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" George Fishers ~ Catbells Litter Pick "
Date & start time: Wednesday 21st May 2014, 6.15 pm start.
Location of Start : Roadside near Catbells, Swinside, Cumbria, Uk ( NY 247 214 )
Places visited : Skelgill Bank, Catbells and back down the western side.
Walk details : 2.5 mls, 1100 feet of ascent, 1 hour 50 mins.
Highest point : Catbells summit 1,481ft - 451m.
Walked with : Ann and our dogs, Harry and Dylan and six colleagues and partners.
Weather : A glorious early summer evening.
[ Alter the settings to zoom or change the Map, use Everytrail to download the Gps route ]
A planned evening walk came up trumps as the date of the annual Catbells litter pick, organised by Carol at Fishers, matched up with
a superb evening of sunny weather here in the Lakes. Eight of us meet up at the north end of the fell after close of business on Wednesday.
Empty bags in hand, we set off to clean this iconic summit, top to bottom if time allows.
Let's hope there's not too much litter to slow us down.
The team picture: (l to r) Andy, Helena, Dave, Jane, Richard, Ann, Carol and myself.
A beautiful evening and this makes our self-imposed task to make Catbells litter-free for the bank holiday weekend even more relevant.
What could be nicer than a pristine fellside on a pristine day . . . pass the litter picker please.
Setting off . . . eyes down . . . keeping an eye out for foreign objects.
Richard starts the ball rolling with a discarded bag of dog-poo . . . why do people do that ?
With two on the Newlands side and two on the Derwent Water side
that leaves four of us to climb the main path up the ridge towards the summit.
The spire of St John's Church in Keswick stands clear of the roof tops but not the mighty outline of Blencathra behind.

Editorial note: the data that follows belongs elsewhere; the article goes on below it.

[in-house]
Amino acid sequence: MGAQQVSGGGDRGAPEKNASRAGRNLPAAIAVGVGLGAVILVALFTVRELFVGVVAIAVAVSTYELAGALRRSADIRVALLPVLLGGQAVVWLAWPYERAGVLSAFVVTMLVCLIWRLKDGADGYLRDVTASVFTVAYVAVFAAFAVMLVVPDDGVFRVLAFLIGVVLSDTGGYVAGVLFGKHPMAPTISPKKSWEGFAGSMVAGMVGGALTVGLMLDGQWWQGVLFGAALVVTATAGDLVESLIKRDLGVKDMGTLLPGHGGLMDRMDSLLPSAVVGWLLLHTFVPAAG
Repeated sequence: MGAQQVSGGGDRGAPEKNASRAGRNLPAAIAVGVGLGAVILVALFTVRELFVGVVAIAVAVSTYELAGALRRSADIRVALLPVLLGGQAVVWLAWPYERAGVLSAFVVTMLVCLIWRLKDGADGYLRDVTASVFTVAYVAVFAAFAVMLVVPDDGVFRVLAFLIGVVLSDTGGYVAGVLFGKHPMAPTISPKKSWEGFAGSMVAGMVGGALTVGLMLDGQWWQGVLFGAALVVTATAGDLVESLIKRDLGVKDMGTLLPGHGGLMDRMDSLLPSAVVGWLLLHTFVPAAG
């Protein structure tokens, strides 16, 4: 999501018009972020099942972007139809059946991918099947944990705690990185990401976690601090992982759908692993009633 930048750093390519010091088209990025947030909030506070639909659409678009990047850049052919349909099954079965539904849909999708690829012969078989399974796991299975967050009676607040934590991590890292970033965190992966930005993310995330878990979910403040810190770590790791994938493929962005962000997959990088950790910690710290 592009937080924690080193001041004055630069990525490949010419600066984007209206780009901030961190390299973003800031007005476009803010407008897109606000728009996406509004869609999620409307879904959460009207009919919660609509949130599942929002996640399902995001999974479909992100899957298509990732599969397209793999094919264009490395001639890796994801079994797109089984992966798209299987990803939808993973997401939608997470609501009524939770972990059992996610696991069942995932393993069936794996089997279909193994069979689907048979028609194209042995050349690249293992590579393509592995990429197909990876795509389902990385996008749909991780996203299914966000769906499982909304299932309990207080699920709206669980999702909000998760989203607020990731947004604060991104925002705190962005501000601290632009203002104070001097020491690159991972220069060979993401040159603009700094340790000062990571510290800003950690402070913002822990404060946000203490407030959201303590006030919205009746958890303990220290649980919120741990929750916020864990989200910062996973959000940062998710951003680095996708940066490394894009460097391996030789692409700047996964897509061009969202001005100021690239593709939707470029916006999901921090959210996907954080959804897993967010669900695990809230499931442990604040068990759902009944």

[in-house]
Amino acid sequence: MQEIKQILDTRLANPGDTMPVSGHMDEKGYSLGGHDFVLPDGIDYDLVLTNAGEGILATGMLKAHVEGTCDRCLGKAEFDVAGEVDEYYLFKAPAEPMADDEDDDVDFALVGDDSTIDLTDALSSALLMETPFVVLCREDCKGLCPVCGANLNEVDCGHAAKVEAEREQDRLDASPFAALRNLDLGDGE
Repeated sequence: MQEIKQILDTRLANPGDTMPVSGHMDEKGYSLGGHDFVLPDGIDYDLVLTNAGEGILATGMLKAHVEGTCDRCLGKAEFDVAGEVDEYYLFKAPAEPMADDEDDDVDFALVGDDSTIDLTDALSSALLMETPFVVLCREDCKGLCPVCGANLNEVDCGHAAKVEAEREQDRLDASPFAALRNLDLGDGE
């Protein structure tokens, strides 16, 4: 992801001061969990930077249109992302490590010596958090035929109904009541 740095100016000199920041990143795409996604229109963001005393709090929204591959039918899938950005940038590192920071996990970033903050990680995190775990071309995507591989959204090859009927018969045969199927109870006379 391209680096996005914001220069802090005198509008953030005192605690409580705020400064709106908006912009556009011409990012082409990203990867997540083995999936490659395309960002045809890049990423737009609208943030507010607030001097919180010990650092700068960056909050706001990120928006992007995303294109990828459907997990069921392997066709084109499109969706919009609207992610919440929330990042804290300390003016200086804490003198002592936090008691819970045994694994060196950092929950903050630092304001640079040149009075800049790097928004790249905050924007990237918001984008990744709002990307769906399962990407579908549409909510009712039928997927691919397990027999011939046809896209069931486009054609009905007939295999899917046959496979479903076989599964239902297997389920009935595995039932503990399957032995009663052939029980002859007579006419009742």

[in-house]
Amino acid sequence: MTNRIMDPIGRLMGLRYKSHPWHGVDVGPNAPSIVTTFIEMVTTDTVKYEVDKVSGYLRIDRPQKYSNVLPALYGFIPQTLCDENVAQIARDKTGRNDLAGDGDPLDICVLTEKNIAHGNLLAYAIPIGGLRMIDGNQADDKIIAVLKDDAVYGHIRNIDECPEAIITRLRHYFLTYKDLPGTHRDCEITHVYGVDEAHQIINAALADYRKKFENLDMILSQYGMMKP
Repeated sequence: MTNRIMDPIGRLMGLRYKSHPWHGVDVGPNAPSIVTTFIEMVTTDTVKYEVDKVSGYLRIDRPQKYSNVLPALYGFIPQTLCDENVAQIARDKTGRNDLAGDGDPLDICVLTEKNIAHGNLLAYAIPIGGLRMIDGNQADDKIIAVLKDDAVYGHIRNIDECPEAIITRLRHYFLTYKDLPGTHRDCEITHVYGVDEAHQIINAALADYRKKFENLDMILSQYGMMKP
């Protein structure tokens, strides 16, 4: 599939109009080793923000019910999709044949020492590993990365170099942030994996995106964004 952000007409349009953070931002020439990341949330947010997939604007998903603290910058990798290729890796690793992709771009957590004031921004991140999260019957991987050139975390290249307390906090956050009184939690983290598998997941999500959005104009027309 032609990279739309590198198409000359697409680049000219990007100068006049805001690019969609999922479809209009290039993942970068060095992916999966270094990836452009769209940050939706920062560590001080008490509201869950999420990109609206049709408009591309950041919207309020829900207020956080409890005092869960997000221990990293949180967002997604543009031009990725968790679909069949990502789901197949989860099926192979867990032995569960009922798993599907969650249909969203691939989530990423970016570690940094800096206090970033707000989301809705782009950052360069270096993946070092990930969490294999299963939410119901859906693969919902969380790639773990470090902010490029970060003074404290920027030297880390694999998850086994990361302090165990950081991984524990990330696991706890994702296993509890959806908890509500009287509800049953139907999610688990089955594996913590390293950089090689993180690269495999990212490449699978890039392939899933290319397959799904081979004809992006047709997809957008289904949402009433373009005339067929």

The large house by the lake is rarely seen as it is hidden on the wooded side of Derwent Island, the opposite side from Keswick.
With such a lovely evening it was hard work not taking photos every time you turn around.
The clear blue of the sky is reflected as deep, deep blue by the surface of Derwent Water.
Looking down into the reflective blue of Otterbield Bay below us.
Further out a small motor boat crosses the lake, leaving a gentle wake across its surface.
As the path turns we cross the fell and the view to the head of the lake is revealed.
Climbing Skelgill Bank and looking down on Derwent Bay.
Derwent Island now stands out independently from Friar's Crag to the right and Isthmus Bay to the left.
Ahead the second half of the climb . . . to Catbells summit itself.
Thankfully there's not been that much litter so we're hopeful of reaching the summit in the time available.
The wide picture as we walk along the ridge.
Wider again as the two bold triangles of Rowling End and Causey Pike line up with the sun.
After several nice conversations and comments of appreciation from passing walkers, we near the summit.
It is even steeper than usual when walking off the path to check for wind blown or thrown away items.